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6/The impact of pulmonary vein isolation on mechanisms sustaining persistent atrial fibrillation: predicting the acute response

Published Online: October 2nd 2008 European Journal of Arrhythmia & Electrophysiology. 2019;5(Suppl. 1):abstr6
Authors: GS Dhillon (Presenting Author) - Barts Heart Centre, London, UK, RJ Schilling - Barts Heart Centre, London, UK, S Honarbakhsh - Barts Heart Centre, London, UK, A Graham - Barts Heart Centre, London, UK, H Abbass - Barts Heart Centre, London, UK, P Waddingham - Barts Heart Centre, London, UK, V Sawhney - Barts Heart Centre, London, UK, A Creta - Barts Heart Centre, London, UK, S Sporton - Barts Heart Centre, London, UK, M Finlay - Barts Heart Centre, London, UK, R Providencia - Barts Heart Centre, London, UK, A Chow - Barts Heart Centre, London, UK, MJ Earley - Barts Heart Centre, London, UK, M Lowe - Barts Heart Centre, London, UK, PD Lambiase - Barts Heart Centre, London, UK, RJ Hunter - Barts Heart Centre, London, UK
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BackgroundRecent studies have suggested pulmonary vein isolation (PVI) alone is as effective as strategies incorporating additional substrate modification in patients with persistent atrial fibrillation (AF). It remains unclear if PVI impacts upon the mechanisms that sustain or remove triggers initiating AF. Non-invasive mapping (ECGI) is able to panoramically map both atria simultaneously and identifies rotational activation patterns which may act as potential drivers (PDs) in persistent AF. We sought to determine if the burden and distribution of PDs are reduced by PVI and if baseline maps predict the acute response to ablation.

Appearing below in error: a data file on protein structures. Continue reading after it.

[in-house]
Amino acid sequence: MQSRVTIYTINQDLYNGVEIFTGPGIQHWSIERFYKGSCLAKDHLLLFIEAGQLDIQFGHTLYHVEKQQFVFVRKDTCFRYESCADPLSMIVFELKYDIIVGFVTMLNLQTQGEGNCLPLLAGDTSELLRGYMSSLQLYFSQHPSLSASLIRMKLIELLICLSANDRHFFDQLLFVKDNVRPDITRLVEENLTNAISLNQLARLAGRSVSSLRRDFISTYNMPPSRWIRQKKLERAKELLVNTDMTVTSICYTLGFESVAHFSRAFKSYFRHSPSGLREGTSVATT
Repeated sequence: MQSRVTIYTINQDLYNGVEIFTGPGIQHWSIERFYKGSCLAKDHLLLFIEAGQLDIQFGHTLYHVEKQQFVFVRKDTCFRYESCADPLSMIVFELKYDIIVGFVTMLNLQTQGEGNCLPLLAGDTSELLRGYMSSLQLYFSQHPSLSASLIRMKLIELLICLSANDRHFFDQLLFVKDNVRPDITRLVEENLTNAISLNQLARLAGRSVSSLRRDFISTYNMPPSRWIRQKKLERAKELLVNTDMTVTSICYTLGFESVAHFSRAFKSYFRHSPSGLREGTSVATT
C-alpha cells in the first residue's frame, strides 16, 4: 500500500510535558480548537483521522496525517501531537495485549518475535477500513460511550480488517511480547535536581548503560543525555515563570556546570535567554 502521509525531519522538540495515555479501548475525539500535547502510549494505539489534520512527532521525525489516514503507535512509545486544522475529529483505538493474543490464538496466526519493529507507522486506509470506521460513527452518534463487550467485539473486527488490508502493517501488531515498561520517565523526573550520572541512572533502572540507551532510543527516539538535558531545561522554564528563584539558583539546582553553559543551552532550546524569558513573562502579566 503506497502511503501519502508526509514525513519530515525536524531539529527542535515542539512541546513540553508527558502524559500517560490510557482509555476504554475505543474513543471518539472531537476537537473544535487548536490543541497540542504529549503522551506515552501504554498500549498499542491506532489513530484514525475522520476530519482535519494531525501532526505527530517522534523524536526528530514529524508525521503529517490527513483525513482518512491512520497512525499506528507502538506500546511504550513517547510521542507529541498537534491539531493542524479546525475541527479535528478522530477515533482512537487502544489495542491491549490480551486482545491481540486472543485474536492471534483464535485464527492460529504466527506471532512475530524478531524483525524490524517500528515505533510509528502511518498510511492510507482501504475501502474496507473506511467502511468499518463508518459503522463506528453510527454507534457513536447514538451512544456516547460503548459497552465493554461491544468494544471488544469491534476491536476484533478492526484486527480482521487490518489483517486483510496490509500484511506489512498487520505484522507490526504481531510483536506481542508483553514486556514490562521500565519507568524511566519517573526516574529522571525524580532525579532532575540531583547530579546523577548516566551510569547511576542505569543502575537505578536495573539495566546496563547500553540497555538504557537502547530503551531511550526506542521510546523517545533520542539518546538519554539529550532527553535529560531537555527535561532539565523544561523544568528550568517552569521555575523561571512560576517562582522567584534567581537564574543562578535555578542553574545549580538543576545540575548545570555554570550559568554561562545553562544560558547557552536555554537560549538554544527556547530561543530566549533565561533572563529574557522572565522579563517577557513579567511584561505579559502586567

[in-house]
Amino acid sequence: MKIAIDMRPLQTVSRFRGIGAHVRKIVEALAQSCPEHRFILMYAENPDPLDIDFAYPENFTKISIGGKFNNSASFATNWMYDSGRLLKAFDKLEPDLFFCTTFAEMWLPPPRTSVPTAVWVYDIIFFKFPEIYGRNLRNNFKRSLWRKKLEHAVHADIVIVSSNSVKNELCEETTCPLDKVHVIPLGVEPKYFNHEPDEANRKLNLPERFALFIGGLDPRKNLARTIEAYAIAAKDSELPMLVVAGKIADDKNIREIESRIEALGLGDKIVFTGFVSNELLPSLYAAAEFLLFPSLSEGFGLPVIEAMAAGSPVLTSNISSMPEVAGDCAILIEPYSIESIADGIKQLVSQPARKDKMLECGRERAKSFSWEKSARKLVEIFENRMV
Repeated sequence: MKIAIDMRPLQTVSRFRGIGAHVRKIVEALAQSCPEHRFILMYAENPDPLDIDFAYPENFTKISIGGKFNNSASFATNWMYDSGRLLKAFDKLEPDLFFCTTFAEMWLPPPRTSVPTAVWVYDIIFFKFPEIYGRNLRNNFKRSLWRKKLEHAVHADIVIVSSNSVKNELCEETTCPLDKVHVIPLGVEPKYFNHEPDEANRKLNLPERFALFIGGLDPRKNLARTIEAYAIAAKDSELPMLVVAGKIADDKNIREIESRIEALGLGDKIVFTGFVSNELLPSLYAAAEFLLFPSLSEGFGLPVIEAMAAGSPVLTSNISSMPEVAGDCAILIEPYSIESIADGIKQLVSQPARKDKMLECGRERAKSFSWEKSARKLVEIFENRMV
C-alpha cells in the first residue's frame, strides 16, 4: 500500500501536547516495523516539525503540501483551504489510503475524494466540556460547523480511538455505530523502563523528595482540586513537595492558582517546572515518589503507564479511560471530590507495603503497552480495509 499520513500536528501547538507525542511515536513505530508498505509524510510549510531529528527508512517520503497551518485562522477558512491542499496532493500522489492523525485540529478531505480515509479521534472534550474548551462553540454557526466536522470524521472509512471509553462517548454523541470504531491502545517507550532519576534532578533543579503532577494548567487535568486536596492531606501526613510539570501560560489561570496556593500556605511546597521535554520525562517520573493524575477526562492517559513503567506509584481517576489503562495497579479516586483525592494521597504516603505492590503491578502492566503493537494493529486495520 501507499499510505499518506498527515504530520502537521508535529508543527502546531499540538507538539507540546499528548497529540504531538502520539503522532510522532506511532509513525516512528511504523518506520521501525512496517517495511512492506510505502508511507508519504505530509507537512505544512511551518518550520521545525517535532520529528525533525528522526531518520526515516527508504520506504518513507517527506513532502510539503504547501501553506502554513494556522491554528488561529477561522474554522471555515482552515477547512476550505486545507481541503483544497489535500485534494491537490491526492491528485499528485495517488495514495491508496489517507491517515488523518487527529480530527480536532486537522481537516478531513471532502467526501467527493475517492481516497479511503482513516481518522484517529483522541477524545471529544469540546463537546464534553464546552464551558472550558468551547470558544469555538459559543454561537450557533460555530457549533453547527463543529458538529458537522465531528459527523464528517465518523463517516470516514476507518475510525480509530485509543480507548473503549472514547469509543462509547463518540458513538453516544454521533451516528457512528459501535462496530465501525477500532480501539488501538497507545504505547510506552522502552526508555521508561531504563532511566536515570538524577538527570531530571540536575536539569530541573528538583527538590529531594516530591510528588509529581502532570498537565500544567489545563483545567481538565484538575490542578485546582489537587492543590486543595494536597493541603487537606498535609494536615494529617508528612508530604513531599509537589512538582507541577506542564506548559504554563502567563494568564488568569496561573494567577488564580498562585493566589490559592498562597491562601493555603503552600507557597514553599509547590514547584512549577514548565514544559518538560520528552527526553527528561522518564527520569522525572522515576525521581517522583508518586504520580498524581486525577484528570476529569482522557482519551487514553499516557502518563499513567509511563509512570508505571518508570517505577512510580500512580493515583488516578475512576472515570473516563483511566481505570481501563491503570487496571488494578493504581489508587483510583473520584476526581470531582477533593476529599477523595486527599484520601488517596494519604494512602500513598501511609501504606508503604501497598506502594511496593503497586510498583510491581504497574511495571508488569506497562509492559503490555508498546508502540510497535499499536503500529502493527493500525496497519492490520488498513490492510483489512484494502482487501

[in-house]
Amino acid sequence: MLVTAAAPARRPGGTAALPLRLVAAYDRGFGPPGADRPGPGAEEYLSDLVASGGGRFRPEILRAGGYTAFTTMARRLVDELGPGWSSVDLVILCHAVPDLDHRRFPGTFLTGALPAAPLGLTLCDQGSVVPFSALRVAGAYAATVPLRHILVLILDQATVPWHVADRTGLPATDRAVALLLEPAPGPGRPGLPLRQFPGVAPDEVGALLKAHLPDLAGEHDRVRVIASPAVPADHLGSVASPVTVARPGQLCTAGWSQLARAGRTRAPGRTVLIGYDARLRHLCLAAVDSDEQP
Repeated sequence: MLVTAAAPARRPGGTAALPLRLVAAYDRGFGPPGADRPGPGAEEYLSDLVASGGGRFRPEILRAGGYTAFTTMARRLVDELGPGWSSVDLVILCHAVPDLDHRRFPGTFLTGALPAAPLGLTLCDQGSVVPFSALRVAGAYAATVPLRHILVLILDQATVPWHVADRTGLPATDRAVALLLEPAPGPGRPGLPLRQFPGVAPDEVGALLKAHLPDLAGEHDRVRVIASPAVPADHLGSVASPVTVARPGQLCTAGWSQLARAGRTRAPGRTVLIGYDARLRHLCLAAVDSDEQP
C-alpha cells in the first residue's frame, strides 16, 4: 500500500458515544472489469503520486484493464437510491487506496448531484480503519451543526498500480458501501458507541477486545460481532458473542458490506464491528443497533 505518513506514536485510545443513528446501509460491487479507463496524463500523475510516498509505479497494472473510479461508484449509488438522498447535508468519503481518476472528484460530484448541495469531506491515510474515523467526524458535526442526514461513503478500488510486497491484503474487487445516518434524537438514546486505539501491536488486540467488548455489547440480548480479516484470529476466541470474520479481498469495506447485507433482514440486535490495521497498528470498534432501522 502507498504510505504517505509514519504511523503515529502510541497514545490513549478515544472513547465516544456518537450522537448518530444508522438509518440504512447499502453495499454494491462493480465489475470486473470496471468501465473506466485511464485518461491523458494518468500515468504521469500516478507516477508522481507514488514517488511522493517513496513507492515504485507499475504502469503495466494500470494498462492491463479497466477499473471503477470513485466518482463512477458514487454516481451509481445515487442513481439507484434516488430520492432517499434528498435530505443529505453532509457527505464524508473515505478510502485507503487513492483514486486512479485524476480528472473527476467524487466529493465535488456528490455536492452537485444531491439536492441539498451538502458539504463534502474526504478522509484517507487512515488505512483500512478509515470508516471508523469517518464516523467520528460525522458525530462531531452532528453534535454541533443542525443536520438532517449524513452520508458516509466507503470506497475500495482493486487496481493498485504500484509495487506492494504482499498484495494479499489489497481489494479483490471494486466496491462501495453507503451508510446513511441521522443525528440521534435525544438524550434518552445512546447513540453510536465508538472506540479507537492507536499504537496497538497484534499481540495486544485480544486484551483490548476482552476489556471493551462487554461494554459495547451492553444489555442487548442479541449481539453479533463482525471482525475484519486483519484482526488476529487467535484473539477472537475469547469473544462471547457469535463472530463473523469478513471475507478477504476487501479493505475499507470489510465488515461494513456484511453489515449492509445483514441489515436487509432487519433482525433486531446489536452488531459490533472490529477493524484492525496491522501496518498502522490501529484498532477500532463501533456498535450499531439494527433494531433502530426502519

MethodsPatients with persistent AF <2 years were recruited. Patients underwent a CT scan followed by panoramic mapping of the atria using the ECGI system. Multiple atrial segments (activity between the end of the T wave and subsequent QRS) were recorded to compile 15 seconds of atrial activity for analysis. PVI was performed using the cryoballoon. Pre- and post-PVI ECGI recording were performed intra-procedurally. PDs were defined as wavefronts with rotational activity completing at least 1.5 revolutions or focal activations. Distribution of PDs was recorded using an 18-segment model of both atria.

Results100 patients were enrolled (61.3 ± 12.1 years) with median AF
duration of 8 (5–15) months. Median LA diameter was 39 (33–43) mm. PVI terminated AF in 15 (15%) patients. Pre-PVI 13 (11–15) of 18 segments harboured PDs with total PD occurrences (not sites) being 41.5 ± 15.3. Of these, 21.3 ± 9.1% (8.7 ± 4.8) of PDs occurred at the PV and posterior wall.

PVI had no impact on PD burden outside the PV and posterior wall (33.2 ± 12.9 PD occurrences pre-PVI versus 31.6 ± 12.5 after, p=0.164), distribution over the remaining 13 segments of the atria (9 (8–11) versus 9 (8–10), p=0.634), the proportion of PDs that were rotational (82.9 ± 9.7% pre-PVI versus 83.6 ± 10.1% post PVI, p=0.496) or temporal stability (2.4 ± 0.4 rotations pre-PVI versus 2.4 ± 0.5 post-PVI, p=0.541). Fewer focal PDs (AUC 0.683, 95% CI 0.528–0.839, p=0.024) but not rotational PDs (p=0.626) predicted termination of AF with PVI.

ConclusionsPVI had no demonstrable impact on PDs outside the PV and posterior wall. Focal PDs may be more important than rotational PDs in maintaining AF after PVI. Outcome data is needed to confirm whether non-invasive mapping can predict patients likely to respond to PVI.

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